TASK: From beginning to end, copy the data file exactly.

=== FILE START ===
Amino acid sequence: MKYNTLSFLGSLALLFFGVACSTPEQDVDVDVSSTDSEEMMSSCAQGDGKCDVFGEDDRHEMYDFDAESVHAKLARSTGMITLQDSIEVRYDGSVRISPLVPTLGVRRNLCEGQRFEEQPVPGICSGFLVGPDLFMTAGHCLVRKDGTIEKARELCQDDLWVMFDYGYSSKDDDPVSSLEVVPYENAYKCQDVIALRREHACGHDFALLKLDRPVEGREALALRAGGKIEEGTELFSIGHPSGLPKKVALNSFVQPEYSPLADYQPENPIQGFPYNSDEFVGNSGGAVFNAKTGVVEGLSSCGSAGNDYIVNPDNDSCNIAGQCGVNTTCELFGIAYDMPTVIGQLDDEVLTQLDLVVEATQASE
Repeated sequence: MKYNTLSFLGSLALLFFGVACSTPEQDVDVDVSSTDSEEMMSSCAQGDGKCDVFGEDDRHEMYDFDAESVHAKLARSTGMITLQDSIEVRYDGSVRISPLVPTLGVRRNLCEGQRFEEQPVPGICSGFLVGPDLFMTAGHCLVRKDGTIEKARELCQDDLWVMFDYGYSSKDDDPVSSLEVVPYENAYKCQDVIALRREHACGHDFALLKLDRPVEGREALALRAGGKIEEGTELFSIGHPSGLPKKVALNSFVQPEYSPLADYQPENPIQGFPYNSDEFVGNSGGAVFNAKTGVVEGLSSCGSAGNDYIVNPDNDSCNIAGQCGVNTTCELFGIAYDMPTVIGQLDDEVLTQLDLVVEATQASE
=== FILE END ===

Amino acid sequence: MKYNTLSFLGSLALLFFGVACSTPEQDVDVDVSSTDSEEMMSSCAQGDGKCDVFGEDDRHEMYDFDAESVHAKLARSTGMITLQDSIEVRYDGSVRISPLVPTLGVRRNLCEGQRFEEQPVPGICSGFLVGPDLFMTAGHCLVRKDGTIEKARELCQDDLWVMFDYGYSSKDDDPVSSLEVVPYENAYKCQDVIALRREHACGHDFALLKLDRPVEGREALALRAGGKIEEGTELFSIGHPSGLPKKVALNSFVQPEYSPLADYQPENPIQGFPYNSDEFVGNSGGAVFNAKTGVVEGLSSCGSAGNDYIVNPDNDSCNIAGQCGVNTTCELFGIAYDMPTVIGQLDDEVLTQLDLVVEATQASE
Repeated sequence: MKYNTLSFLGSLALLFFGVACSTPEQDVDVDVSSTDSEEMMSSCAQGDGKCDVFGEDDRHEMYDFDAESVHAKLARSTGMITLQDSIEVRYDGSVRISPLVPTLGVRRNLCEGQRFEEQPVPGICSGFLVGPDLFMTAGHCLVRKDGTIEKARELCQDDLWVMFDYGYSSKDDDPVSSLEVVPYENAYKCQDVIALRREHACGHDFALLKLDRPVEGREALALRAGGKIEEGTELFSIGHPSGLPKKVALNSFVQPEYSPLADYQPENPIQGFPYNSDEFVGNSGGAVFNAKTGVVEGLSSCGSAGNDYIVNPDNDSCNIAGQCGVNTTCELFGIAYDMPTVIGQLDDEVLTQLDLVVEATQASE